Jim Richardson answers questions during a public forum Monday at Owens. Mr. Richardson said that he does indeed wish to move to the Toledo area, after he was quoted in his hometown newspaper as saying he wants to remain at his present job in Washington.
Jim Richardson, a West Coast community college president, has a range of educational work experience as instructor, administrator, and leader of small and large institutions.
He's negotiated with unions, built educational partnerships with high schools, and created mentoring programs for Hispanic and native American students.
As a finalist for the Owens Community College president's job, he answered a slew of questions yesterday put to him at a public forum of about 150 faculty, students, and the general public.
As he stood, microphone in hand, questioners elicited responses about his management style, work experiences, and educational philosophies.
But one question had little to do with his resume and more to do with his heart.
Does he actually want to come the Toledo area?
A member of the Owens staff read aloud from a printout from Mr. Richardson's local newspaper in Wenatchee, Wash., where he's currently president of Wenatchee Valley College. In the article, he's quoted as saying he and his wife want to stay in Wenatchee.
"Why are you here, when, apparently, you want to be there?" the questioner asked after reading from the printout.
Mr. Richardson said that he "was not very good with the press" in that instance and that his true feelings were not accurately reflected by the newspaper article.
"I don't have another job," he said. "If I'm not chosen for this job, I still go back to a great job."
Mr. Richardson said he's at the end of a five-year contract and that he's been offered a good extension by the board, whose members are aware that he's a finalist for the Owens job, he said.
"It would be a big decision to move," he said. "[But] it's something I want to take on … This is a next step for me. … No matter what my hometown paper says, I do want to be here."
At the forum, he stressed the economic challenges ahead for Owens and community colleges in general, often charged with re-training the recently unemployed, with offering hope in dismal economies and in the face of shrinking state education budgets.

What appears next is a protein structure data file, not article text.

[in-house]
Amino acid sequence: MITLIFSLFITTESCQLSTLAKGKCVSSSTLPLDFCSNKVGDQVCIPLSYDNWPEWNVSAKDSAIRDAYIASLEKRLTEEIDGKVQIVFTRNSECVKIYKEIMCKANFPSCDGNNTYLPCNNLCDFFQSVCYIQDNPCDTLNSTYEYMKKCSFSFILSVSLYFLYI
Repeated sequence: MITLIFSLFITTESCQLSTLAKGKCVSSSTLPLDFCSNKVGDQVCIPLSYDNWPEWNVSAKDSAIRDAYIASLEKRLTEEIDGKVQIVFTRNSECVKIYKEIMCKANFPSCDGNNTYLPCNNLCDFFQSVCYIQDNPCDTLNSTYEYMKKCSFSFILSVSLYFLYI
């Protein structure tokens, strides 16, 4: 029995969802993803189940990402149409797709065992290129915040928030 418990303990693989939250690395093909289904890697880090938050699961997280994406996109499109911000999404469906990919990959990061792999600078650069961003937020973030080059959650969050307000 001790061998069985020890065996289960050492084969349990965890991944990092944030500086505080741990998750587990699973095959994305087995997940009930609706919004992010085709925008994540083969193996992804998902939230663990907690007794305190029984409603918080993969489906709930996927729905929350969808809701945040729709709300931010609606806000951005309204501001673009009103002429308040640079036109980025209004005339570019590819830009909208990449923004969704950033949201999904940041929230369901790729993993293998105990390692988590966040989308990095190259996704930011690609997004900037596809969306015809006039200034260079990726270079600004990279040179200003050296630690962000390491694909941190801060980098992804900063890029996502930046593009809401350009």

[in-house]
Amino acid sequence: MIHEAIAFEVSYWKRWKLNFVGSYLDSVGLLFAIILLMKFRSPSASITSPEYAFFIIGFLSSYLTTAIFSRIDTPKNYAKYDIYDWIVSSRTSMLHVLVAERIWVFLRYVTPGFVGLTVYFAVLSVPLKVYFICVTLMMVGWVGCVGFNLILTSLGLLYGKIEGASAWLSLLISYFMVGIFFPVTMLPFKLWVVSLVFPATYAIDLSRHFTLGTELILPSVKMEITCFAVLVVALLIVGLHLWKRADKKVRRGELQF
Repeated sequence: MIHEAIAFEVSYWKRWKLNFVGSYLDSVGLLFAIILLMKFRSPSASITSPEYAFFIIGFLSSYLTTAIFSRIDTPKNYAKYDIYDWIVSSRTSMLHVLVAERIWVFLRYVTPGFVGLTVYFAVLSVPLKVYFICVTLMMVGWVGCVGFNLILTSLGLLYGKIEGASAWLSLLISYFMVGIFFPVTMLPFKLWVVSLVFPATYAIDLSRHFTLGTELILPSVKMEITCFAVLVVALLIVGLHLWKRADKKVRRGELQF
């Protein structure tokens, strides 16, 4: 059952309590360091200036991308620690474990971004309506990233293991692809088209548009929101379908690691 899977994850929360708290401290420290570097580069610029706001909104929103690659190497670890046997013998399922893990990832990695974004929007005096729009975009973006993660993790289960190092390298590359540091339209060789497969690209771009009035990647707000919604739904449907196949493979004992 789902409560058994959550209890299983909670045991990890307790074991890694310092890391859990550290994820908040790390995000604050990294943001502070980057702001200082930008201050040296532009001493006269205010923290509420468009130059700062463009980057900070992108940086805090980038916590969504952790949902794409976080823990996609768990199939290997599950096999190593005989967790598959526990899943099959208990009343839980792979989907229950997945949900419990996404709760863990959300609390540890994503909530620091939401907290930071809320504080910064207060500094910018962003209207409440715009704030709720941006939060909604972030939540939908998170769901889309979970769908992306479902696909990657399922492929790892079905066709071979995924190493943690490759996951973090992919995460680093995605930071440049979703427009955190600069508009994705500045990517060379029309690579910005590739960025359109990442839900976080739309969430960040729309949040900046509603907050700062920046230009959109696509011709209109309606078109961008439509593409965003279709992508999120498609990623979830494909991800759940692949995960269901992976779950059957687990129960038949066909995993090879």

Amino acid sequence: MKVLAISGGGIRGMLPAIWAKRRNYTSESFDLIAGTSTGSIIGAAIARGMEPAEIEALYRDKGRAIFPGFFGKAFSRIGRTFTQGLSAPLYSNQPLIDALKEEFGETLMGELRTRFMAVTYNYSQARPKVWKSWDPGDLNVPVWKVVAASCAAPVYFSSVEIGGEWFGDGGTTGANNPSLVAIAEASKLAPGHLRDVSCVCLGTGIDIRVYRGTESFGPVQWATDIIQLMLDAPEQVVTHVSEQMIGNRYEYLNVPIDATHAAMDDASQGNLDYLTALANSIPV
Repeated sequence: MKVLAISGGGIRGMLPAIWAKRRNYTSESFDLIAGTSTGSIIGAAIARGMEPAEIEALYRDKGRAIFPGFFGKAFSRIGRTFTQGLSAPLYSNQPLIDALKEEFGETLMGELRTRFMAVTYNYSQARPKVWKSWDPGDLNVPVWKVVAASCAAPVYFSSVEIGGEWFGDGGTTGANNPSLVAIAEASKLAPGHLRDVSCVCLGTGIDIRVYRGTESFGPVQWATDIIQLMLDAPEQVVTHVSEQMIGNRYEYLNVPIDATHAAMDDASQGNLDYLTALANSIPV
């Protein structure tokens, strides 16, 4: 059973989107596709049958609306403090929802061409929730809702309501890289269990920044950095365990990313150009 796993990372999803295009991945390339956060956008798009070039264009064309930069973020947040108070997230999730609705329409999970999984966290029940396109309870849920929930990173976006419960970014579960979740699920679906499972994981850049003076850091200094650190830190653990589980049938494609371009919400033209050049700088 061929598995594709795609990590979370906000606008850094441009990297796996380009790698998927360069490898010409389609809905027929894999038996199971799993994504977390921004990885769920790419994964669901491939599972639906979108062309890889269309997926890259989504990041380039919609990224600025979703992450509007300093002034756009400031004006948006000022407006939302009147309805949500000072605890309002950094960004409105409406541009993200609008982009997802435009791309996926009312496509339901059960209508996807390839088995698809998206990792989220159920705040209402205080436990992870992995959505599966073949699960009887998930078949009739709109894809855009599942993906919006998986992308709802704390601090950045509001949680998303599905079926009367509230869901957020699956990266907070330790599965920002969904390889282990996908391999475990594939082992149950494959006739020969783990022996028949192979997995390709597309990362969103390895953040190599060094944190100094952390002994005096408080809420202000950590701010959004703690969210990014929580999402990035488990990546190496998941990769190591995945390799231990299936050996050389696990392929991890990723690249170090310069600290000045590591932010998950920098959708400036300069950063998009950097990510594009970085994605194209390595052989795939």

The public questioning lasted about an hour. He was scheduled to have a meeting later in the day with union members and then members of the Owens board of trustees.
His competition, so far, is Para Jones, president of Spartanburg Community College in Spartanburg, S.C. She'll go through the same public forum questioning process tomorrow and also have private meetings.
A third finalist withdrew from the process after accepting a president's post at another school. As a result, John Moore, chairman of the Owens search committee, said the committee might bring in more candidates, based on the new resumes that continue to come in even after the deadline, he said.
As demand for community college education continues to increase, the new president faces the task of repairing the school's image after its registered nursing program lost a key accreditation.
It still operates, but without the status.
Owens - which has been led by an interim president since Jan. 1 - hopes to regain the accreditation through the recent creation of a stand-alone nursing program, a change from running the program out of its school of health sciences.
Owens is facing lawsuits filed by nursing students over the loss of the accreditation.
After the forum, Mr. Richardson told The Blade that if he were chosen president, he'd hope to resolve the legal issues with the nursing students, adding that accreditations would not be lost under his watch.
"We would have to talk to the students, probably through lawyers," he said. "But I would hope not."
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